My alarm rang at 8am on Saturday morning. George lay sleeping, snuggled into the fleece sheets. The cold air woke me completely as I put on my bathrobe and trudged out of the bedroom.
I looked out the window and saw a light coating of snow on the yard. It was still coming down. The streets were wet.
I had hill repeats today. Three hours of hill repeats.
I went online and checked the radar on the Weather Channel. I picked a town that had the least amount of snow last night, the lowest chance of snow today, and better hills than South Jersey. I was willing to drive up to 2 hours away.
I chose Westminster, MD.
As I kissed George goodbye, I wondered if I was crazy for venturing out into this frozen, wintery mess… to drive across state lines… to spend the entire day driving…biking…and then driving again…
I really wanted to just stay home. I felt like being cozy and having a lazy day.
But I'd signed up for this. I'm training and I'm going to see this season through.
The sky lightened as I entered Maryland. The snow stopped falling and the highway dried up. But then, as I approached the town of Westminster, it began to snow again.
I parked in a YMCA parking lot and suited up. I used all my warmest gear. I set up my garmin and programmed my starting location on my phone.
I turned out of the YMCA's driveway and began my ride. As soon as I came to a smaller cross street, I turned onto it. Much better… way less cars.
The snow was falling lightly, but as I rode my bike through it, the frozen flakes stung my face. The wind blew in gusts, making it hard to see. In no time, my glasses were covered in drops. The snow was melting as soon as it would hit them.
I knew that it wouldn’t be long before I was wet. I could feel the water from the road surface hitting the underside of my legs and my butt as I went down hills. I quickly learned to stagger my feet and coast on the long down hills to keep them higher above the road, but within 15 minutes my feet were wet.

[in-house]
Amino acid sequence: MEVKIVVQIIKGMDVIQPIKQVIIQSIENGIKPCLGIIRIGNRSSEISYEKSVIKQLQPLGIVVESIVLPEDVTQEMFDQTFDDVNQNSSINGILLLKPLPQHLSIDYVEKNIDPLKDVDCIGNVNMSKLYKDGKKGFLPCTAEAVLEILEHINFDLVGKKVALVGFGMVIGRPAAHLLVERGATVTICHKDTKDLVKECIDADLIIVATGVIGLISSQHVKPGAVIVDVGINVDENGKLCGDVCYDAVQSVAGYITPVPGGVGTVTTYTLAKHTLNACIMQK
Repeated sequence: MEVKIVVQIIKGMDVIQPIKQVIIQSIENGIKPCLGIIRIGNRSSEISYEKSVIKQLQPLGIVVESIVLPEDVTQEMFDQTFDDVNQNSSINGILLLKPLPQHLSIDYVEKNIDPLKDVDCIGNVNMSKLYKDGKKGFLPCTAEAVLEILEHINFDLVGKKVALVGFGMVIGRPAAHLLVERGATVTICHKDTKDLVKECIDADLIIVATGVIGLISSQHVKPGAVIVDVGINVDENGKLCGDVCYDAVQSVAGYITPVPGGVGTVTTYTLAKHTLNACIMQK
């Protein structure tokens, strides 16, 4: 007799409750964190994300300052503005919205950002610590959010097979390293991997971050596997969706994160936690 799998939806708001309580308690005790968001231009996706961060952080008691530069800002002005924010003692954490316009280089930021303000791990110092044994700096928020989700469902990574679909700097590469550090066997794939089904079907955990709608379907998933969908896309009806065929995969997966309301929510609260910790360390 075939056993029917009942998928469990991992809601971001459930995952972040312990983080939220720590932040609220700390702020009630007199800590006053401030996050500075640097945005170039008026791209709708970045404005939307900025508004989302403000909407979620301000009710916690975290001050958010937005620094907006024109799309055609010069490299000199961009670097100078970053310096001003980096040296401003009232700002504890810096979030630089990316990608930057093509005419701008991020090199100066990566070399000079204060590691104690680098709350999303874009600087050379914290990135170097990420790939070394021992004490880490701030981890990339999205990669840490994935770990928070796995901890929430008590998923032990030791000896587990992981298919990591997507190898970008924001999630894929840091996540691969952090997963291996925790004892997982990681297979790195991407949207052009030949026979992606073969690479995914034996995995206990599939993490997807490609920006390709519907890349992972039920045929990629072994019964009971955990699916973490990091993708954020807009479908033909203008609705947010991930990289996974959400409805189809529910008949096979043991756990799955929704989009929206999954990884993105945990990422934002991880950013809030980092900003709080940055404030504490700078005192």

Over the course of the next hour, I got myself through it by saying, “You’ve gone 35 minutes. If you turned back now, you’d have an hour and ten minutes. That’s about a third of the ride. That’s not bad. You can do a little more.”
Normally, I’d have been a little more adventurous with my route. I would have made many turns, aimlessly trying new roads, not really caring where I ended up until way later in the ride.
Today, I was hyper vigilant about not getting lost. I didn’t want to find myself far from the car if I hit my breaking point. I knew that cold wet hands or feet could end a ride. One flat tire that I’d have to change on the side of the snowy road... I’d end up so cold that I’d quit.
But I was warm... So far...
And the hills! The glorious hills!
After spending so much time in Zone 2 doing easy paced rides, it was so good to push hard and climb hills. Mike told me to allow my heart rate to range between mid Zone 3 to high Zone 4. Amazingly, that’s right where it wanted to go naturally. I didn’t have to try to maintain it. I just rode up those hills, pushed hard, and let the chips fall where they may.
The hills were 100 to 300 feet in elevation. I got mostly 7-10% grades, but I got a bunch of 15%+ grades. I loved it. The burn from climbing helped keep me warm.
Even when my feet finally went numb at the 2 hour mark, I didn’t really mind.
The sky turned dark and ominous when I had 45 minutes to go. I descended down into a ravine and the shadows got darker. All the cars coming toward me had their head lights on and I began to get nervous about visibility. Just as I decided to turn around and go back, it started to snow hard.
The wind picked up and blew the snow into my face. There was a feeling in the air like a storm was coming. I quickly calculated and realized that I would be pretty close to my goal even if I headed straight back to the car. I climbed the hill out of the ravine and turned right. Amazingly, the snow stopped. I must have been right on the edge of the storm.
Those last ten minutes were tough though. I came out of the ravine, left the forest area, and then rode my bike along the open fields. The wind was coming at me from the side. It was so strong that I worried it would knock me over. I got scared of what could happen if I hit a patch of ice. I slowed down on the descents, just in case.
When I got back into the parking lot of the YMCA, I thanked God for my safety. I hit two hours and 48 minutes and I was happy with that.
Check out my poor feet!